Box of Moxie releases Bounty from the Seas

The sea and moon. These are two stalwart subjects for songwriters and poets since time immemorial. There are endless variations on their musings. As natural features go, our connection to the ocean and moon run deep into antiquity and before. It is little wonder these subjects persist in our art through present day. Box of Moxie’s “Bounty from the Seas” is a paean in some ways. The respect and love songwriter Stephen Jacque has for the ocean shines through with each listen. “Bounty from the Seas” takes those lacking respect for the seas to task throughout the track’s lyrics, but the attitude is never aggressive or strident.

The song has a gentle stride however. Box of Moxie It’s a performance tying a number of sounds over the course of three minutes thirty three seconds – the relentless acoustic guitar, uncluttered and spot on drumming, and strings. Other elements bring color to the song as well. Jacques strikes the right tempo for the performance – “Bounty from the Seas” sounds like a centerpiece tune in the context of the larger album release Salt Water Magic and the pace is an important reason why. It carries gravitas without sounding staid or inert.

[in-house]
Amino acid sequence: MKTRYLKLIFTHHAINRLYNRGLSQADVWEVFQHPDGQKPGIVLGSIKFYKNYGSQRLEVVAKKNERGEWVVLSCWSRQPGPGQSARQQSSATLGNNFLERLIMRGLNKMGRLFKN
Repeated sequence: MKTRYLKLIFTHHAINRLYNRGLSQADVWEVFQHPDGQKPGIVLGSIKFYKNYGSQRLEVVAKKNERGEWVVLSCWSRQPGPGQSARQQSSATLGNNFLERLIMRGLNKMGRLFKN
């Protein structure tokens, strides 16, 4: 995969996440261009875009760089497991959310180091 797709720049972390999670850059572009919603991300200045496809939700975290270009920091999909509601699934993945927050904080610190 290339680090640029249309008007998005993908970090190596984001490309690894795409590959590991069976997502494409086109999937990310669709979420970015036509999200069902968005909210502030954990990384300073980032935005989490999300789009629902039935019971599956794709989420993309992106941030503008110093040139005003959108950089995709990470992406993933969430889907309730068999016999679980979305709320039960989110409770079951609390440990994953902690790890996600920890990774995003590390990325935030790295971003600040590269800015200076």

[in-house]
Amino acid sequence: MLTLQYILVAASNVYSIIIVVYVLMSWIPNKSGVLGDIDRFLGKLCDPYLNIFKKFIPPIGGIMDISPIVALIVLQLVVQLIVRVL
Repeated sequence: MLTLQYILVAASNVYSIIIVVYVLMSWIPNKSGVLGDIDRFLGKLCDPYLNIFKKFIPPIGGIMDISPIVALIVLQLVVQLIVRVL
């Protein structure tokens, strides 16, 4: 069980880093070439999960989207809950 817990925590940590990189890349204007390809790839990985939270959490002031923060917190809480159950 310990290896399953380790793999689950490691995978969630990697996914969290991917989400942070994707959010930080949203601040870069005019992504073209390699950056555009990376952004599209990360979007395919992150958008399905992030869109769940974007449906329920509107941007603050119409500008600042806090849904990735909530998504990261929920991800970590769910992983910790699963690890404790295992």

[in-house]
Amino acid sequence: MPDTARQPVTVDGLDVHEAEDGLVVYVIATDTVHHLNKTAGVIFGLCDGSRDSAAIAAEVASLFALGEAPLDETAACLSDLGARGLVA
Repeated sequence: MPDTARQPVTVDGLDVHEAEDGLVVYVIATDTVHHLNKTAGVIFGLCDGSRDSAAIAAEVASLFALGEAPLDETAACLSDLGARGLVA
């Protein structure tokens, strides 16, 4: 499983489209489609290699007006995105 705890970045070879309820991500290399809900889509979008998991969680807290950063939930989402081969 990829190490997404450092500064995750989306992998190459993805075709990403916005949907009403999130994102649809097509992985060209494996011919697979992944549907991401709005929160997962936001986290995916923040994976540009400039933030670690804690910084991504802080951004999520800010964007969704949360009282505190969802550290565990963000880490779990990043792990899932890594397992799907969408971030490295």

The targeted poetry of the song’s lyrics are a hallmark of Jacques’ songwriting. Experience and innate talent guide his style towards a minimalist approach wholly appropriate for his songwriting; the old Miles Davis dictum that it’s the notes you don’t play that matter the most is applicable to lyric writing as well. He’s a disciplined writer through and through and “Bounty from the Seas”, nominally about another subject, ends up being more about the author in some ways. The effect is likely unintentional, but perhaps not and impressive nonetheless.

His voice on this song may be an acquired taste for some. He never over-emotes and uses a limited range for this song, but there’s immense sensitivity in his delivery and he takes obvious care with his phrasing. He senses the song’s dramatic possibilities thanks to the marriage of music and lyric and exploits them in understated fashion. Jacques is a vocalist always striving to dovetail his sound into the band’s wavelength and his efforts to do so are successful here. The recording captures the humanity of his voice and it helps make the song all the more memorable.

“Bounty from the Seas” is a great choice for a single. It’s accessible for a broad-based audience yet illustrates the adult nature and themes of Box of Moxie’s music. The single likewise shows how Stephen Jacques’ songwriting, some years into his songwriting life, is still engaging the world and asking hard questions. The poet Shelley once said poets were the world’s unacknowledged legislators. This is the magic of art rather than disposable pop music that says nothing substantive. I think songwriters are as well and Jacques brings an elevated sensibility to “Bounty from the Seas” and other songs included on Box of Moxie’s latest album Salt Water Magic realize that idea and hold up under repeated listens.


Michael Rand

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